The above ACL just adds a log entry for any emails that cause the readsocket condition to be true. The extended version of the twisted daemon I wrote takes care of the notifications to interested parties, etc. Here we go:

__doc__ = """
Use in exim4.conf as follows:
condition = ${readsocket{/tmp/sender.sock}{$sender_address\n}{5s}{}{no}}

import os
import sys
import time
import smtplib
import ConfigParser

from email.MIMEText import MIMEText
from email.MIMEMultipart import MIMEMultipart
from twisted.internet import reactor
from twisted.internet.protocol import Factory
from twisted.protocols.basic import LineOnlyReceiver

def alert(fromAddr, toAddr, ccAddr, subject, bad_sender):
    body = """
    Someone has tried to send more emails through our MTA
    than is humanly possible. The sender is
    msg = MIMEMultipart()
    msg['Subject'] = subject
    msg['From'] = fromAddr
    msg['To'] = toAddr
    msg['CC'] = ccAddr
    msg.epilogue = ''
    s = smtplib.SMTP()
    s.sendmail(fromAddr, toAddr, msg.as_string())

def getSubjectByVolume(addr):
        ret = os.popen('/usr/local/sbin/subjectbyvolume "'+addr+'"').read()
        ret = 'error with sender count: ' \
            +str(sys.exc_type)+': '+str(sys.exc_value)
    return ret

pid = str(os.getpid())
pidfile = '/var/run/exim4/'
fd = open(pidfile,'w')

args = sys.argv[1:]
if '-v' in args:
    verbose = 1
    verbose = 0

    confFile = args[0]
    confFile = '/etc/exim4/sender_warn.conf'

config = ConfigParser.ConfigParser()
thresh_time  = int(config.get('thresholds', 'time'))
thresh_count = int(config.get('thresholds', 'count'))
fromAddr = config.get('alerts', 'fromAddr').replace("'","")
toAddr = config.get('alerts', 'toAddr').replace("'","")
ccAddr = config.get('alerts', 'ccAddr').replace("'","")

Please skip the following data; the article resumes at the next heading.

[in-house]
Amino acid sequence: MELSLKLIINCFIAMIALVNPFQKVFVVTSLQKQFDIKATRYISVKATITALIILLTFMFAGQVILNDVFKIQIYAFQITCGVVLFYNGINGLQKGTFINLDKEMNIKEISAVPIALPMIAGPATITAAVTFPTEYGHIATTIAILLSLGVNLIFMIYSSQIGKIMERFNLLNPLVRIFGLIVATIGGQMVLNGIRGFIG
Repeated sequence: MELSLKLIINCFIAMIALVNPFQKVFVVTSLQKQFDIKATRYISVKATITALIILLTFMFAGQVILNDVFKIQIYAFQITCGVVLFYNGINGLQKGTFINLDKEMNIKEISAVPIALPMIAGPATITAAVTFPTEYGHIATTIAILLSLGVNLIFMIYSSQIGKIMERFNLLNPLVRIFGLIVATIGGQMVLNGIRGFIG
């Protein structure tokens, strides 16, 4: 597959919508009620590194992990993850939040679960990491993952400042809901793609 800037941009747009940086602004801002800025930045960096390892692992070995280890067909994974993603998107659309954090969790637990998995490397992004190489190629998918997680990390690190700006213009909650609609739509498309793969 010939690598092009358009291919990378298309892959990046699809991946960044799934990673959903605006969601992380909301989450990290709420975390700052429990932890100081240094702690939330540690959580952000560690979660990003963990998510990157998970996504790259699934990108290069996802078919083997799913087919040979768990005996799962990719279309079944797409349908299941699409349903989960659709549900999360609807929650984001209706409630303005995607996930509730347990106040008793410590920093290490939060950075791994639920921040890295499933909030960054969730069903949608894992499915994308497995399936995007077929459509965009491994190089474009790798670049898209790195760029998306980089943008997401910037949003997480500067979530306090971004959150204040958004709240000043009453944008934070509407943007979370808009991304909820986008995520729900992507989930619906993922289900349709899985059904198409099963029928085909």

subject = config.get('alerts', 'subject').replace("'","")

if verbose:
    print 'config file: '+confFile
    print 'threshold time: '+str(thresh_time)
    print 'threshold_count: '+str(thresh_count)

senders = {}
class SenderWatch(LineOnlyReceiver):
    delimiter = '\n'
    def lineReceived(self, line):
        global senders
        sender_address = line.strip()
        if not sender_address:
            sender_address = '<>'
        if verbose:
                print sender_address+': '+str(senders[sender_address][1])
            except KeyError:
                print sender_address+': 0'
        now = int(time.time())
        # new or expired, reset counter and allow
        if not senders.has_key(sender_address) \
         or senders[sender_address][0] + thresh_time <now:
            senders[sender_address] = [now, 1, 0]
        # limit reached
        elif senders[sender_address][1]> thresh_count:
            # Arf arf, woof! Good Lassy, has Johny fallen in the well again?
            if not senders[sender_address][2]:
                alert(fromAddr, toAddr, ccAddr, subject, sender_address)
            senders[sender_address][2] = 1
        # limit not reached, increment counter and allow
            senders[sender_address][1] += 1

except OSError:

sw = Factory()
sw.protocol = SenderWatch
reactor.listenUNIX('/tmp/sender.sock', sw, 10)

I threw in some configuration options -- sender_warn.conf -- that python uses via the ConfigParser library.:

time = 300
count = 20

fromAddr = ''
toAddr = ''
ccAddr = ''
subject = 'Mail Abuse Alert'

I also call a shell script and mail its output off to the director. The aptly named subjectbyvolume. Hey, sort | uniq is a powerful thing ;-):


# counts outgoing emails for
 and groups by subject

if [ $# -eq 1 ]; then

exigrep ${SENDER} ${EXIM4LOG} |
egrep "<= ${SENDER}.*T=" |
awk -F "T=" '{print $2}' |
sort | uniq -c | sort -gr |
head -n10

exit 0

Starting and Monitoring the Daemon

I also had the twisted script write its own PID to a file so I could monitor the script easily with monit. A pidfile seems to be required in the services config in most cases.

The monit snippet for watching this would have been::

check process twisted_sender_warn with pidfile /var/run/exim4/
  start program = "/etc/init.d/tsw start"
  stop program = "/etc/init.d/tsw stop"
  if failed unixsocket /tmp/sender.sock then restart
  if 5 restarts within 5 cycles then timeout
  alert {somecell#}

The startup script for this service looked like this:



 start-stop-daemon --stop --quiet --pidfile ${PIDFILE} --retry TERM/10 --oknodo --exec $DAEMON
 killall twisted_sender_warn
 rm ${PIDFILE}

 start-stop-daemon --start --pidfile ${PIDFILE} --chuid Debian-exim --exec ${DAEMON} -- ${OPTIONS} &


case "$1" in
      echo "Usage: $0 (start|stop|restart)"
      exit 1

exit 0

Hey, it worked for me on a Debian Sarge box with Exim 4.44 (I think), Python 2.3, and other standard Debian packages. There are probably a thousand ways I could have accomplished the same thing. That is Open Source for you. The choices, the choices!

Thanks Kirill! You made my day.